Posted by: Sifu Tweety | Link to this comment | 07-26-10 10:25 AM
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he thinks there'll be a lot of hot chicks in snowsuits and Oakleys

Heteronormativist.


Posted by: M/tch M/lls | Link to this comment | 07-26-10 10:26 AM
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I'm at work, so I'm not going to google it, but I'm fairly certain it exists.

Once you get home and can check your bookshelves, let us know.


Posted by: M/tch M/lls | Link to this comment | 07-26-10 10:26 AM
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79: Don't blame yourself, Sifu. Heebie's being abusive.


Posted by: M/tch M/lls | Link to this comment | 07-26-10 10:29 AM
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Although I definitely excerpted it poorly, making it look like she loves judging other people.

You really think context is the issue? She grounds what she's saying in compassion, but her summing-up is explicitly about how she thinks about d.v. generally.


Posted by: Minivet | Link to this comment | 07-26-10 10:30 AM
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I feel like the context excuses my behavior.


Posted by: heebie-geebie | Link to this comment | 07-26-10 10:30 AM
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78, 80: I was talking about birds, you speciesists.

Note to our British readers: I mean those things that have feathers and fly in the air.

(I am eagerly awaiting the joke someone will make to show that "have feathers and fly in the air" describes (an) actual wome(a)n.)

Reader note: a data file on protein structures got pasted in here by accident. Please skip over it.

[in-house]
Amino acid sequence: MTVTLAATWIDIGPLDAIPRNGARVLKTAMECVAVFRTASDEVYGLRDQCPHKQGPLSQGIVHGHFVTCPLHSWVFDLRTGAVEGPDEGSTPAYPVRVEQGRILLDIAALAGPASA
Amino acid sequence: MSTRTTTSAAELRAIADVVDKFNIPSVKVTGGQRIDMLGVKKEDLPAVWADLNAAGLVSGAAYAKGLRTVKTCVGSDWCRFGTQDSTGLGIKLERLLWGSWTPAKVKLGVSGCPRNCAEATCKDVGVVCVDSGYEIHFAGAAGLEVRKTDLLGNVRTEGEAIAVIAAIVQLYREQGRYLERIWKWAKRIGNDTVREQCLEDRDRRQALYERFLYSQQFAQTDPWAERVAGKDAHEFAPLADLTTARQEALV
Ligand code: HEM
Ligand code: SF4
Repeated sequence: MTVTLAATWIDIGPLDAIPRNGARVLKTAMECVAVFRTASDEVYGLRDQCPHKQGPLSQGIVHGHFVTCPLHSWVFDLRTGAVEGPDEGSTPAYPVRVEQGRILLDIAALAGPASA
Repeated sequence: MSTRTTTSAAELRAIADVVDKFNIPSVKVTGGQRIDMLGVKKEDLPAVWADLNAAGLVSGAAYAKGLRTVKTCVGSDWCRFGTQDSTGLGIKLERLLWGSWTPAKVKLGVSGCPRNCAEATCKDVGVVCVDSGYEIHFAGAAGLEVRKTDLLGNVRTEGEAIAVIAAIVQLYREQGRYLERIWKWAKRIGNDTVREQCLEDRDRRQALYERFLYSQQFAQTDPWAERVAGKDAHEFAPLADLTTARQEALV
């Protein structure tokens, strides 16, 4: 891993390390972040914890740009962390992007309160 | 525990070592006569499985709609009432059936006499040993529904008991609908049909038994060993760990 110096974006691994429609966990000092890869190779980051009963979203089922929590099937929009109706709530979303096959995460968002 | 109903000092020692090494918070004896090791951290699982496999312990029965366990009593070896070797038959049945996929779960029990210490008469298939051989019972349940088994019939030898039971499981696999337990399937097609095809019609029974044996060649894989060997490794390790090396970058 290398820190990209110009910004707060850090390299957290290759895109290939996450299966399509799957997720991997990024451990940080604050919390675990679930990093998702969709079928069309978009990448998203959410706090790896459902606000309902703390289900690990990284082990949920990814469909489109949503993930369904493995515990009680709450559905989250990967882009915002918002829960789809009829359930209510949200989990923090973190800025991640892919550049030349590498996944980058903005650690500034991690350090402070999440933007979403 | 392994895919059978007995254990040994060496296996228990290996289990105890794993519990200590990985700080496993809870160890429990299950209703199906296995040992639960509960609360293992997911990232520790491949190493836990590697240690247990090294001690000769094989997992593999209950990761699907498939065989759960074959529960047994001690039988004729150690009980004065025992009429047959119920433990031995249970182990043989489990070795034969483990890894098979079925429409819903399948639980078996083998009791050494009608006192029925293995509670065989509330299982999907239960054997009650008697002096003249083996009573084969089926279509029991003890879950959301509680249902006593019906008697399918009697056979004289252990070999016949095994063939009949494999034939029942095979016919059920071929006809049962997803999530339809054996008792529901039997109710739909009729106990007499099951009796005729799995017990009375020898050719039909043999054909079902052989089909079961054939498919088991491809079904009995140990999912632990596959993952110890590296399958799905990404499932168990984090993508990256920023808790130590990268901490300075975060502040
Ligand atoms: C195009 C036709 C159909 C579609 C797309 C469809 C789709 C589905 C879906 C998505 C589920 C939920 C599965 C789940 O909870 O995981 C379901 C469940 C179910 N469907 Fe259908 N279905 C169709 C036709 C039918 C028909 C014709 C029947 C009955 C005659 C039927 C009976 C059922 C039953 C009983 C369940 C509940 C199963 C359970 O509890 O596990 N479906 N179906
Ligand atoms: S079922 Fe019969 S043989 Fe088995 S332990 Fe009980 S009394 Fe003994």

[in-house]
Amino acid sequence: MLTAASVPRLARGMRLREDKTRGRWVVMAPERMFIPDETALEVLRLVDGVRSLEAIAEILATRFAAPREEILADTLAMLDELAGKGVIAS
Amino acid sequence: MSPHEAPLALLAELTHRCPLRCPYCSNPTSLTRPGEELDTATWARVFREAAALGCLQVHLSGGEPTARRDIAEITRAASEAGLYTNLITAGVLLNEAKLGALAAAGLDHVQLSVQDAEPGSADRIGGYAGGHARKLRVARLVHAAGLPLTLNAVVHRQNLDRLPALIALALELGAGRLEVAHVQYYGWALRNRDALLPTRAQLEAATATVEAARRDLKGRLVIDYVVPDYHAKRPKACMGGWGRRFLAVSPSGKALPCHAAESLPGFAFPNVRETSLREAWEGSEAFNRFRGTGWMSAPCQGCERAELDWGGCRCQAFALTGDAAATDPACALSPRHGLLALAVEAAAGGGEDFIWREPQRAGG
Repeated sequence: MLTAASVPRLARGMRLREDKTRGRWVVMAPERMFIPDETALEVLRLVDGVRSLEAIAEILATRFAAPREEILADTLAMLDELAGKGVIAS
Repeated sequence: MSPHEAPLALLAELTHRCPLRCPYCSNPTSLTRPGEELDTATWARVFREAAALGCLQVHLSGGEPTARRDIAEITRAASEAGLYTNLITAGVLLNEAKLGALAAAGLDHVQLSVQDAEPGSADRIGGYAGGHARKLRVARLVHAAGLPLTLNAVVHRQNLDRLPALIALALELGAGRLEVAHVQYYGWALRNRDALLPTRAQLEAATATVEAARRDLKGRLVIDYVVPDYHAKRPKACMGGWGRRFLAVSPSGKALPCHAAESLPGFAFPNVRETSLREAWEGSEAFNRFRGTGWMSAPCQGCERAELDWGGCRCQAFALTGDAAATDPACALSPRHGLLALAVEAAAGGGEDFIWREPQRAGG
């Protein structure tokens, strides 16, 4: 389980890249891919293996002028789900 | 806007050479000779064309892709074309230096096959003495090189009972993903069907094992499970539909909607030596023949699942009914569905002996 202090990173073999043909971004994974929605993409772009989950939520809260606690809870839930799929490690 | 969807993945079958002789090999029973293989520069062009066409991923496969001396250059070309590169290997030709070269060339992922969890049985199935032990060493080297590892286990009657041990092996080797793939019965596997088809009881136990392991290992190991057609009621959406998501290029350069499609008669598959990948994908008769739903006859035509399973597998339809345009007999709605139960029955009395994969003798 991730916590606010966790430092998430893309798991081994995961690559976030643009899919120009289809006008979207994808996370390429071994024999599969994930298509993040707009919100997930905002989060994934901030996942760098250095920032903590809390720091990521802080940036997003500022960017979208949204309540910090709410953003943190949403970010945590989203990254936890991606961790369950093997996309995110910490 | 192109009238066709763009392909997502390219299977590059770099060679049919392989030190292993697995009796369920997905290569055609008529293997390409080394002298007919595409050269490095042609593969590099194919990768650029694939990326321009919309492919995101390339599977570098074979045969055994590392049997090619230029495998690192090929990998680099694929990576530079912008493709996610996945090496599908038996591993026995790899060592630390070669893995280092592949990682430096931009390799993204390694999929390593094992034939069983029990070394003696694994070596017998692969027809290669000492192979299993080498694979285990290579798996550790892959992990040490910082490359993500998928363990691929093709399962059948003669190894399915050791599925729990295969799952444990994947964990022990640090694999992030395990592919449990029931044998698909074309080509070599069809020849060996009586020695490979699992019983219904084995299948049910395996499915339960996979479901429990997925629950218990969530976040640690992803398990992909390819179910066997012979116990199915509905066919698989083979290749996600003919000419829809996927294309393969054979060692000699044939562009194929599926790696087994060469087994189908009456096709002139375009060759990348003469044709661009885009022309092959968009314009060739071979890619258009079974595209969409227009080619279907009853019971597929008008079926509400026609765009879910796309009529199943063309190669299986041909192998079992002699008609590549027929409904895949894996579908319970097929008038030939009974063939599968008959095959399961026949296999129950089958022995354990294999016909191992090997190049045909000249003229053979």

Posted by: Sir Kraab | Link to this comment | 07-26-10 10:33 AM
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I'm sure it's horribly biased to say this, but I read more on the linked blog and the woman writing is only 25 and now I feel I was being uncharitable to her because at the wise old age of 30 I think she has plenty of time to figure things out differently and her other writing makes me think she's doing a good job dealing with her past and raising her children in what seems to be a healthy way. End of sentence!


Posted by: Thorn | Link to this comment | 07-26-10 10:33 AM
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I mean those things that have feathers and fly in the air.

AHEM.


Posted by: OPINIONATED PENGUIN | Link to this comment | 07-26-10 10:36 AM
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84: Yeah, did you see what Sifu was wearing???


Posted by: M/tch M/lls | Link to this comment | 07-26-10 10:38 AM
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87: Stop playing the victim. You could fly if you really tried.


Posted by: Sir Kraab | Link to this comment | 07-26-10 10:39 AM
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From the linked post: the uncle of mine that was violently murdered due to his lifestyle when I was very young;

Another one of those people who ran afoul of the anti-Tiki bar backlash of the early-1980s?

But seriously, all euphemisms aside, while I am disgusted by domestic violence, there's a hell of a lot of grey area there. And yeah, I'm with Thorn that the story here is not "someone has been in mutually abusive relationships, whether or not you use the word 'abusive'" but rather "a lot of really fucked up shit happened in this woman's life".

I don't think anyone would characterize any of my relationships as abusive, but I certainly have plenty of close friends who've been there. One friend, and this goes to AWB's anecdote somewhat, was in a het relationship that was pretty unambiguously emotionally abusive (of her, by her boyfriend). But she would also get into these modes where she was "play-fighting" or wrestling with him, but not being clear about his boundaries, and would freak him out to the extent that he would leave, or call the cops (without staying around for them to show up, so no charges) or I think, on a couple of occasions, hit her back for real. If there had been cop involvement there, how would the cops, to say nothing of the courts, adjudicate it?


Posted by: Natilo Paennim | Link to this comment | 07-26-10 10:41 AM
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89: No, they can't fly. It's lunch time.